As the beleaguered Order approached the Temple in the early morning’s light, Kohra slipped quietly away, into the shadows. She wasn’t sure if anyone noticed her stealthy departure and she really didn’t care. She was in pain, physically and soulfully.
As she approached Wren’s house, keeping to the shadows, Wren’s door opened wide, the warm glow of a fire beckoning from the threshold. _ “I’ll never get used to her knowing when I’m around.”_ Kohra thought to herself as she slipped quietly past Wren and into the welcoming comfort of her friend’s home.
Wren sat Kohra down and began peeling the ruined and bloody bandages from her friend.
“Tell me what happened on Chopper’s Island” Wren stated matter-of-factly. Her hand glowed a burnt umber, causing Kohra to gasp painfully.
“How did you know about that?” Kohra asked through clenched teeth.
Wren merely arched an eyebrow at her.
“Very well.” Kohra said, and began to relate the first adventure of the Order of the Red Band.
“After completing the unfortunate affair with Amele, we decided to investigate the odd sightings on the island. Ascending the heights was easy enough, though I would have been quicker were it not for the lummoxes trying to ascend after me. I’m sure they would have been able to climb faster if they had kept their minds out of their trousers though.”
Wren smiled wryly at this.
“Once the climb was over, Yorastor showed us several points of interest that led Dorin to surmise that this may have been the hideout of the Sandpoint Devil. As we moved toward a decrepit hut, I was overcome by a sense of dread.”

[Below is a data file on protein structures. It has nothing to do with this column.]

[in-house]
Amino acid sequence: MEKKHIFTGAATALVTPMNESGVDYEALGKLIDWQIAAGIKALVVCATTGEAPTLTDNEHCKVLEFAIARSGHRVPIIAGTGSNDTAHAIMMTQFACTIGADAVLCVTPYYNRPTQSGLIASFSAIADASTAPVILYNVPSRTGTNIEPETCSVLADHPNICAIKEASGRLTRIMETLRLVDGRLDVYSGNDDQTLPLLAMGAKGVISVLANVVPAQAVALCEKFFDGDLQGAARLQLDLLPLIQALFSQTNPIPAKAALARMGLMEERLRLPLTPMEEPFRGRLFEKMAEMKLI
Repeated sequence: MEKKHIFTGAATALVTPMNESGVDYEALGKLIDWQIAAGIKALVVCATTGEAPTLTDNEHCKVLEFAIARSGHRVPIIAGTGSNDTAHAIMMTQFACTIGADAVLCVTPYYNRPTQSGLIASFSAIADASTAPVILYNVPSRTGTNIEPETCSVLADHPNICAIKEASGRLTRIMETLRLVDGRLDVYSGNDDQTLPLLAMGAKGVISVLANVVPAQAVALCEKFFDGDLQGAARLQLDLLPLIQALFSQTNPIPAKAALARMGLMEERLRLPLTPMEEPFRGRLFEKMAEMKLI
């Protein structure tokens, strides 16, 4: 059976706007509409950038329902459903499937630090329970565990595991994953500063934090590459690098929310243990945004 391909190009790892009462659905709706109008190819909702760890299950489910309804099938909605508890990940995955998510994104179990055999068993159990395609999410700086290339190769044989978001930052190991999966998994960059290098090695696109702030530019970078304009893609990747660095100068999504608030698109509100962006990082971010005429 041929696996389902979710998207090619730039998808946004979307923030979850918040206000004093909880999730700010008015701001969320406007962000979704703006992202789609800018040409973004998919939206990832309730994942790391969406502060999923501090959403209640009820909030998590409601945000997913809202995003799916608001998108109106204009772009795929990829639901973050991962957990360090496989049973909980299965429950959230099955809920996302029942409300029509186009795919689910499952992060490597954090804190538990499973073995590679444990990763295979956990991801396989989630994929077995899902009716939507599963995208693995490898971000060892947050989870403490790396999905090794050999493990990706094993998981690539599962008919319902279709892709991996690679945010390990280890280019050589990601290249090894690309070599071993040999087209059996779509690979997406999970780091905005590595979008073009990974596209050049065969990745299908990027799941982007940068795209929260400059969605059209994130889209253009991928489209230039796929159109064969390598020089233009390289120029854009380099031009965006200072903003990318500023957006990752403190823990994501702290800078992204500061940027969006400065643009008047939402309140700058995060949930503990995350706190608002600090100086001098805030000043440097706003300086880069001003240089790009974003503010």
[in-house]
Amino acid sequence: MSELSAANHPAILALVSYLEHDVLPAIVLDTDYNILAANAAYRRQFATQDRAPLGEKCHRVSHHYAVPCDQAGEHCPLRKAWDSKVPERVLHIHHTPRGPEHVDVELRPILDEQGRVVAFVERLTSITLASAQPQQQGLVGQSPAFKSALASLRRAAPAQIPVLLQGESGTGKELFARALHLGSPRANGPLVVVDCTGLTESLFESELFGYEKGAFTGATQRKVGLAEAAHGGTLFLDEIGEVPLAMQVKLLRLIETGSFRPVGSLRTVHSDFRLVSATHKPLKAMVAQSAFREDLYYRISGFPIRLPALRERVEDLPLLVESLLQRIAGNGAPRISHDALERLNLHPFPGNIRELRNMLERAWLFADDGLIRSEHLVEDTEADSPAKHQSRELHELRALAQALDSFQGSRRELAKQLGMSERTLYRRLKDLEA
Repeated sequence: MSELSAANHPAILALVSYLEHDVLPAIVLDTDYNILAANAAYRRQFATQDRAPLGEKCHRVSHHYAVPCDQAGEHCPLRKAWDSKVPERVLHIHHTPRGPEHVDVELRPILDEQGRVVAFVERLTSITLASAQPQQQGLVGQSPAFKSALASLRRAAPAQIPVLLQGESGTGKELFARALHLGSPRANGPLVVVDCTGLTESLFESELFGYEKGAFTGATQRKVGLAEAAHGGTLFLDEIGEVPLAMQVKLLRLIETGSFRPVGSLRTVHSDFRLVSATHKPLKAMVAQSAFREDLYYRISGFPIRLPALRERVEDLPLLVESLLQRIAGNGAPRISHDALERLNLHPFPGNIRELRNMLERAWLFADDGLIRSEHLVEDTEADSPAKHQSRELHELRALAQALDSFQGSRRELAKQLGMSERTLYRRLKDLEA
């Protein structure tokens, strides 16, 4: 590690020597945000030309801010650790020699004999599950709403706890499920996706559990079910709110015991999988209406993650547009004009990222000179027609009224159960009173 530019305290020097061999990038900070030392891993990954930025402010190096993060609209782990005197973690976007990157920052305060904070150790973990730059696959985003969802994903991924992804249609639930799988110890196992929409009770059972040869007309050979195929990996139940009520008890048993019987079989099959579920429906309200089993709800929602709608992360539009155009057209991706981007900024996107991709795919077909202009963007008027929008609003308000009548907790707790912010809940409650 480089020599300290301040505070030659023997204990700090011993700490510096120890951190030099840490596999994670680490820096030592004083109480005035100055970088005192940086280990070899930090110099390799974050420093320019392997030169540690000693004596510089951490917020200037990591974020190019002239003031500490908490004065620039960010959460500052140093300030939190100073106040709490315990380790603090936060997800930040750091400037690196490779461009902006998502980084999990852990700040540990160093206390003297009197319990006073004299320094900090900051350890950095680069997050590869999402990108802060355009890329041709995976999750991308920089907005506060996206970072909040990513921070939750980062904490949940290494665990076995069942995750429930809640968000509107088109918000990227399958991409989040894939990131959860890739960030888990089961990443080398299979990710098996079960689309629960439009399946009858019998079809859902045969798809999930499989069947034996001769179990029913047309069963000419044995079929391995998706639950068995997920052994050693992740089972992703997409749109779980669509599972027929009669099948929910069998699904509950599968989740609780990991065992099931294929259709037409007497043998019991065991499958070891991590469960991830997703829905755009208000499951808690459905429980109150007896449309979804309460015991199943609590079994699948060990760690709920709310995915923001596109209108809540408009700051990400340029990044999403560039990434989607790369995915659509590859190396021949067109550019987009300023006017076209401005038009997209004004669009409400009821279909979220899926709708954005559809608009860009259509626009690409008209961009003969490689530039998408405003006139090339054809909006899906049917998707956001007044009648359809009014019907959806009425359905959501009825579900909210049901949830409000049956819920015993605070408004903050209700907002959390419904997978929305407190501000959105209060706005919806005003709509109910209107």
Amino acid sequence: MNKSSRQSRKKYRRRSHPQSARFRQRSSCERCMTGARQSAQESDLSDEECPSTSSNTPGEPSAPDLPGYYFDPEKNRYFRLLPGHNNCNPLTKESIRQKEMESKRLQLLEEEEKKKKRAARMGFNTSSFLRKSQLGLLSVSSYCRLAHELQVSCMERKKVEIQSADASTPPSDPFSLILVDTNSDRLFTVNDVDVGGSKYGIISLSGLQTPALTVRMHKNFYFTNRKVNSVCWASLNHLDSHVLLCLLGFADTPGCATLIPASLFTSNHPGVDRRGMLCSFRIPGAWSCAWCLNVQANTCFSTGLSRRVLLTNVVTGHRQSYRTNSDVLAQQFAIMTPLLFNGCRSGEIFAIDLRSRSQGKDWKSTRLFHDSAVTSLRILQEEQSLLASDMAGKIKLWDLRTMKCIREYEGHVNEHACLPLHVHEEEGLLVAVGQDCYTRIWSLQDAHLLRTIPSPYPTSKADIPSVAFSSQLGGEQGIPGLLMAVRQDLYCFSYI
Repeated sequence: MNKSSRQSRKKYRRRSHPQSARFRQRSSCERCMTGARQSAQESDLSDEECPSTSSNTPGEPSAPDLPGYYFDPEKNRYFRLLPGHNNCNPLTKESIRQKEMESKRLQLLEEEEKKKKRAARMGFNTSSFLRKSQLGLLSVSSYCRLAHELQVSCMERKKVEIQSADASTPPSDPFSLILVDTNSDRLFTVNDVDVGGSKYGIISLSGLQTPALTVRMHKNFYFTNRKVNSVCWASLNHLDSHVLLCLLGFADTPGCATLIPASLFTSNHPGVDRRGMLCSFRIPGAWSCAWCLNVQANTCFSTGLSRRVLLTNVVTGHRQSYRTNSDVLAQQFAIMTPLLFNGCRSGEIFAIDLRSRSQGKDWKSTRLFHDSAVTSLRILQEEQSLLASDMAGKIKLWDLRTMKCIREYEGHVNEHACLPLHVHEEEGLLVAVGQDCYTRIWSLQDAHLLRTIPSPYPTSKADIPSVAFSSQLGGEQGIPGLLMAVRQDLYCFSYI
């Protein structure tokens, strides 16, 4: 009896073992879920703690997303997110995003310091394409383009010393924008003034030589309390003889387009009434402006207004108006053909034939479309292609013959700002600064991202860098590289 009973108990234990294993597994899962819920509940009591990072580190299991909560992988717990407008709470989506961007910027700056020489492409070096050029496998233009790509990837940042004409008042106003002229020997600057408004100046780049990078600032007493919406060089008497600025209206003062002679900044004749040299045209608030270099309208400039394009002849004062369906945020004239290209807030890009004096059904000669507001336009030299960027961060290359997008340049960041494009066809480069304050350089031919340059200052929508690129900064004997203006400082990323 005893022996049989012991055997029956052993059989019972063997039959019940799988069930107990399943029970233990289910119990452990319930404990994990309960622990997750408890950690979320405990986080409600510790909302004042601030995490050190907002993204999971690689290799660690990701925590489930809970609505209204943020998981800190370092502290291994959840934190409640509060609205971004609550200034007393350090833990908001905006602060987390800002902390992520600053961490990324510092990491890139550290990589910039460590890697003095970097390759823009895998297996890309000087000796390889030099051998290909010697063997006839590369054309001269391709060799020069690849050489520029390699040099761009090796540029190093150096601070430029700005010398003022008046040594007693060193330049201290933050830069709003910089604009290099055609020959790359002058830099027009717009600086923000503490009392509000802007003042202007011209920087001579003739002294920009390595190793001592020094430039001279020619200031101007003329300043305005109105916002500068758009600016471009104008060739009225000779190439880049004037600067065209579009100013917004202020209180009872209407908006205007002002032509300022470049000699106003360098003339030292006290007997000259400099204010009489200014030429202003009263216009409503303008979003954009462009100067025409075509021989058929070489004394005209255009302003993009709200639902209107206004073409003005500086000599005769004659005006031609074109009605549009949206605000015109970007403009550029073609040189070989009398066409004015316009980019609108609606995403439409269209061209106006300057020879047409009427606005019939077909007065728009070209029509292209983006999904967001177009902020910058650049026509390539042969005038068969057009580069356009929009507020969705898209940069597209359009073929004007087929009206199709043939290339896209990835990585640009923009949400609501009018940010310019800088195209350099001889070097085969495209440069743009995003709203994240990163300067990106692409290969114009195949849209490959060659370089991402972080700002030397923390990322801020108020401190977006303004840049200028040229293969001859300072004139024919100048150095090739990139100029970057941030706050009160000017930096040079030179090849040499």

Wren glanced up at her friend with concern, her hands leaving fresh skin as they passed over Kohra’s wounds.
“I pulled the warpriest, Blackheart…”
“What an odd name…quite cumbersome…I think I’ll just call him Bart…much easier. What do you think?” Kohra trailed off.
This brought a satisfying laugh from Wren.
“I pulled him aside and told him the barest amount regarding my affliction, that positive energy could harm me. I told him this reluctantly and in confidence, a confidence he soon betrayed. As we approached a hole in the interior of the hovel, the floor gave way, sending Dorin and I plummeting thirty feet to the ground. When I awoke, I was bound, hand and foot, the Order glaring at me filled with fear and mistrust, Wren. Bart had wasted no time informing them of my condition. They were all postured most threateningly, except for the dwarf. Pel looked as if he had swallowed a handful of rotworms, all puffy, and was feeling most distressed about it. He was rather comical actually.”
Wren chuckled slightly at this vision, the glow from her hands shifting to a dark, almost bruise colored, purple. The spells she was weaving caused Kohra great pain, but her wounds slowly knitted together.
“I was most distressed by Yorastor. Wren, you assured me I would be able to trust him.”
“And you can.” She replied serenely. “But he won’t be able to fully trust you until you let him in.”
“I don’t know, perhaps I can. Perhaps I’ll visit his store this evening.”
Kohra’s demeanor shifted from reflection to anger in flash.
“They believed I was undead, Wren! I, a Bellator of the Occasionum Iudex! Undead?!?! Those who slip through the Weave?!? Disgusting!” spat Kohra.
“So many have before, Kohra, why does it surprise you that these men do?”